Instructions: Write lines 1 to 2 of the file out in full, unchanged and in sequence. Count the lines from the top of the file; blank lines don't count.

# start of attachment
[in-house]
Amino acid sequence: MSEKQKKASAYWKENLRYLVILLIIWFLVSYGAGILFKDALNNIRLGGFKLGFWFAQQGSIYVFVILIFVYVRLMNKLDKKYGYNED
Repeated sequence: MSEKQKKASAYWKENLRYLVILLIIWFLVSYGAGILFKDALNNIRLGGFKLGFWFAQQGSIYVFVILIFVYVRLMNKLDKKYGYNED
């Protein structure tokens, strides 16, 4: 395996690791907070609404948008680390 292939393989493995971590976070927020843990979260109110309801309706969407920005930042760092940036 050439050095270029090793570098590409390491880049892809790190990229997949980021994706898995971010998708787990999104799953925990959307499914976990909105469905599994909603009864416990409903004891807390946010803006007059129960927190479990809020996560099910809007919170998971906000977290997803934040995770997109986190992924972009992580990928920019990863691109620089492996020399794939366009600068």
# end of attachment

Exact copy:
[in-house]
Amino acid sequence: MSEKQKKASAYWKENLRYLVILLIIWFLVSYGAGILFKDALNNIRLGGFKLGFWFAQQGSIYVFVILIFVYVRLMNKLDKKYGYNED